By Arturo R. García
Over the course of the past week, the face of the “ugly American” (or perhaps more accurately, the “angry ‘Murican”) has migrated. Usually these kinds of images are associated, for better or worse, with the politically Red states of the Midwestern and Southern U.S. But now Murrieta, California — a conservative enclave in one of the country’s more reliably Blue states — has emerged as the new face of modern xenophobia. And that reputation appears to have been cultivated from the top down.
A local Customs and Border Protection facility has been targeted by anti-immigrant protesters ever since federal officials began planning to use it to process some of the thousands of Central American immigrants who have made their way to the U.S. since late last year. At least 50,000 “unaccompanied minors” — mostly children and women fleeing gang- and drug-related violence in their own countries — have been tallied so far, despite warnings by both President Barack Obama and Vice President Joe Biden to not undertake this dangerous journey.
On July 1, the protesters forced three buses full of immigrants to be rerouted from Murrieta to San Ysidro, about 70 miles south. Many of them chanted “U-S-A” at the buses and otherwise taunted them.
“If these were Canadian children, we would not be having this interview right now, and that’s a fact,” said Enrique Morones from the immigration advocacy group Border Angels, which had prepared care packages for the incoming immigrants.
But as Fusion reported, city officials encouraged the angry display in an official statement insisting on saying the buses carried “illegal immigrants” and raising doubts that they endangered the town’s safety. There was also this questionable line:
Murrieta has been informed that the immigrants will have already been screened for health issues, but Supervisor Stone and Murrieta are not taking any chances
In other words, city officials were characterizing hundreds of women and children as potential criminal and health threats despite the fact that they were likely only going to be in their city long enough to be accounted for and moved out to other sites. The statement was later taken down and replaced with less radical language, but Fusion noted that the local police department continues to refer to the immigrants as “aliens.”
National Council of La Raza President Janet Murguía explicitly blamed Mayor Alan Long for the fabricated uproar surrounding the immigrant transports in a column for The Huffington Post:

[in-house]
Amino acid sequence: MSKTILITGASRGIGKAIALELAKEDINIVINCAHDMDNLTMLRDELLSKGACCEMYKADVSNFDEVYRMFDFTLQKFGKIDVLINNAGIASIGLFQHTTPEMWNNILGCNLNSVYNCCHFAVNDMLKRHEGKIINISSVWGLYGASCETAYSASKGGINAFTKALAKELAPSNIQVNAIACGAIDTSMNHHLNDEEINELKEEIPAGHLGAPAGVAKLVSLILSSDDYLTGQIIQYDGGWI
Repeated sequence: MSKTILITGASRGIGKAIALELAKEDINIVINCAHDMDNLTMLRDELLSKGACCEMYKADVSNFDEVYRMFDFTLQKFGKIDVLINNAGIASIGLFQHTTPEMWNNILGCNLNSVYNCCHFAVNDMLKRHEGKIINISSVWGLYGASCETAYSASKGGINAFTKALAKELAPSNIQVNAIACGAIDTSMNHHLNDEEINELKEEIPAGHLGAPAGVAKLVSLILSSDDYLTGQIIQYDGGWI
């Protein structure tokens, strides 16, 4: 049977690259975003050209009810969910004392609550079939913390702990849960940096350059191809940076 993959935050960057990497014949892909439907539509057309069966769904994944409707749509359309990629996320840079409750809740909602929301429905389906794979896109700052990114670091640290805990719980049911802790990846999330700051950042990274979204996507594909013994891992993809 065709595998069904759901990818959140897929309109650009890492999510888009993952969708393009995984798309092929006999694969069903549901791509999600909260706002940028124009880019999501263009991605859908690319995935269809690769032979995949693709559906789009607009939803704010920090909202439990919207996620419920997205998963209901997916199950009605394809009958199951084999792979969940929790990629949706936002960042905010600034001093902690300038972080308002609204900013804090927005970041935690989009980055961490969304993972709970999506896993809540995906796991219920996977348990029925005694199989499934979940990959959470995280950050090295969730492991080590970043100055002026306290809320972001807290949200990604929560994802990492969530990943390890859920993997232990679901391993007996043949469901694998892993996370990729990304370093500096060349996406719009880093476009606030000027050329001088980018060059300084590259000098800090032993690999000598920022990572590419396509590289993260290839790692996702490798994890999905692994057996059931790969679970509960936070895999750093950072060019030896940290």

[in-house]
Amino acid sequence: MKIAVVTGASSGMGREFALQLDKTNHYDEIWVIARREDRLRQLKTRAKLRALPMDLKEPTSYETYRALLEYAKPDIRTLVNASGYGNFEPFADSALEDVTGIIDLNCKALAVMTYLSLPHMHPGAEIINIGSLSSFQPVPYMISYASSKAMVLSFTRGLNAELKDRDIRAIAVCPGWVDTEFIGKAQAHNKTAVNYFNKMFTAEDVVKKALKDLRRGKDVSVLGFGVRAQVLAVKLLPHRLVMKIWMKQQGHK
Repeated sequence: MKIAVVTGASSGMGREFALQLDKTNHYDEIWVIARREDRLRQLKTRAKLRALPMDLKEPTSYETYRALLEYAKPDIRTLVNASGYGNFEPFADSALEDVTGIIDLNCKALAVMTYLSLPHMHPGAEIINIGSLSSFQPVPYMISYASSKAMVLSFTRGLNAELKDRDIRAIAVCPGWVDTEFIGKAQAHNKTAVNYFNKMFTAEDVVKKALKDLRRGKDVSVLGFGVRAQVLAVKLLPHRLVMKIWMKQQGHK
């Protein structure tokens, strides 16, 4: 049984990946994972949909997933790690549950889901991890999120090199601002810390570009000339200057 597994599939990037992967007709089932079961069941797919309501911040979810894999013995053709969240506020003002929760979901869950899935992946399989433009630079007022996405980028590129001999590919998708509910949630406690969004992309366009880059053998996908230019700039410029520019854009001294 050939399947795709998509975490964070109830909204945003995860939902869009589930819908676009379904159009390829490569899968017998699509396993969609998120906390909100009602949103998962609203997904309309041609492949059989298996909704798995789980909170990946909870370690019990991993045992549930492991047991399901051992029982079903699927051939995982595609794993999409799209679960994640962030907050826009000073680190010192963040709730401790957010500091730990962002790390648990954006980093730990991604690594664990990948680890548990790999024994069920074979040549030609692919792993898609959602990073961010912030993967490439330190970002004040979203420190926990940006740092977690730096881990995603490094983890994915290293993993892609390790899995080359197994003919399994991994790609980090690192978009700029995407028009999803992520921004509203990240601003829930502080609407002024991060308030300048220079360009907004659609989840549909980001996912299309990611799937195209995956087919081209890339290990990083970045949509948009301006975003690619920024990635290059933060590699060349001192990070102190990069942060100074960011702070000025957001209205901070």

It was he who incited his constituents to protest and let law enforcement look the other way. It was he who recklessly demagogued the issue to spare himself a political problem and is now crying crocodile tears about the “black eye” media coverage he has given his town. He took an epic, immensely complicated humanitarian situation that involves broken policymaking both in Central America and in the U.S. and pointed the finger of blame at a bus full of little kids and babies.
What is so craven about Long’s “blame-the-victim” strategy is that he and the anti-immigrant extremists he unleashed not only blocked a couple of buses, they continue to block every single attempt at a humane and effective solution by reasonable policymakers on both sides of the aisle. Egged on by shameless demagogues like Long at the local level and lawmakers like Rep. Steve King (R-Iowa) at the national level, the small but loud anti-immigrant movement like the one on display in Murrieta is the single biggest reason we do not yet have comprehensive immigration reform.
Long, who is up for re-election in November, didn’t exactly disprove Murguía’s allegations during an interview with CNN on Sunday in which he blamed “people from out of town” for escalating the situation, following his complaints about the potential damage to Murrieta’s reputation as a result of the protests.
It doesn’t “help” Long’s case to compare the behavior of his own residents to the response immigrants have received in McAllen, Texas, where a local Catholic group has provided clothings and showers for them, while more than 20 medical professionals have donated their time to provide care:
Doctors like Martin Garza are volunteering their time to check out the undocumented immigrants and treat what have mostly been colds, respiratory infections, and stomach problems that are common after a long journey. Most of the people Garza has seen spent about 15 days traveling to and across the border, and then another three to five days in federal detention.
The effort started when physicians began helping the immigrants in a parking lot next to the bus stop, and grew from there, Dr. Garza said. There are now 22 physicians working 10-hour shifts to treat the refugees.
“They’ve been through 20 days of travel. They’ve been through conditions we can’t fathom,” Dr. Garza said. “There is a need and people are saying, ‘I can help.’”
In any case, Long’s efforts appear to be too little, too late: not only has a Facebook campaign appeared calling for a formal boycott of his town’s businesses, but some of the protesters also gained unwelcome attention for harassing and allegedly spitting on popular Mexican singer Lupillo Rivera, who has sought to bring the issue to light in Spanish-speaking media.
“They harassed me. They insulted me,” Rivera told CNN Mexico. “They called me some ugly names. They spit at me. But what they wanted was for me to lose control.”